EPSRC Centre for Doctoral Training in BioDesign Engineering

EPSRC Centre for Doctoral Training in BioDesign Engineering

Applications for 2023 entry are now closed.

Engineering microbial cell factories for production of improved anti-infectives

Lead supervisor: Prof Jason Micklefield (University of Manchester)

Co-supervisor: Dr Yi Jin (University of Manchester)

There is an urgent need for new anti-infective agents to combat antimicrobial resistance and to protect the global population in the event of future pandemics. However, existing antimicrobial drugs are becoming increasingly ineffective due to antimicrobial resistance (AMR), with microbial pathogens rapidly evolving ways to evade the effects of these drug compounds. Fungal pathogens can be particularly problematic resulting in millions of life-threatening infections every year. For example, many COVID-19 patients (particularly in India) died of a secondary infection, caused by the “black fungus” mucormycosis. Unfortunately, there are only a small number of antifungal drugs available and very few promising drug candidates in development. Moreover, the antifungals currently in use are largely ineffective against emerging multidrug-resistant fungal pathogens which pose a major threat to global health. Currently the most effective and widely used antifungals are polyene natural products such as amphotericin B (WHO essential medicine). Despite possessing good antifungal activity, polyenes exhibit significant toxicity limiting their use.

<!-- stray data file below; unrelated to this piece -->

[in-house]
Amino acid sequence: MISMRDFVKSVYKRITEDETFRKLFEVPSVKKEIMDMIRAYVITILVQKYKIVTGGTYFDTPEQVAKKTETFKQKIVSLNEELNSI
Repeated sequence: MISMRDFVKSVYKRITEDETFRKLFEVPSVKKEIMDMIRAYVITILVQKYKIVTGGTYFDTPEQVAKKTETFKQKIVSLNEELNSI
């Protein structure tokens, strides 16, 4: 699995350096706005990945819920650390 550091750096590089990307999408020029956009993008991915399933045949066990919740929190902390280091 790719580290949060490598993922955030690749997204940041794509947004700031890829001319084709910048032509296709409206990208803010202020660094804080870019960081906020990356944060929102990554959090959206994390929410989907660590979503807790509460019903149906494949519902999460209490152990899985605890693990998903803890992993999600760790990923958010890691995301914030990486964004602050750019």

Recently, we discovered pathways including novel enzymes that produce new polyenes which have improved activity and reduced toxicity. In this project, a new synthetic biology pipeline will be developed to derivatise, optimise and scale-up production of polyene antifungals for further testing and drug development. We will develop innovative genetic approaches to engineer bacterial strains (super hosts) that can produce the best polyene derivatives in a single-step fermentation. Strains producing polyenes with optimal properties for medical use will be further engineered to boost product yields. This will include deleting competing pathways and introducing copies of genes encoding feedback resistant enzymes for precursor supply. In addition, we will explore methods to circumnavigate native regulatory control, refactoring pathways with different constitutive promoters, which can further boost product output. These cutting-edge synthetic biology approaches can provide much more sustainable, efficient, and cost-effective routes to the improved, safer and less toxic antifungal agents that we urgently need to combat the emerging drug-resistant fungal pathogens.

This project will be based at the University of Manchester.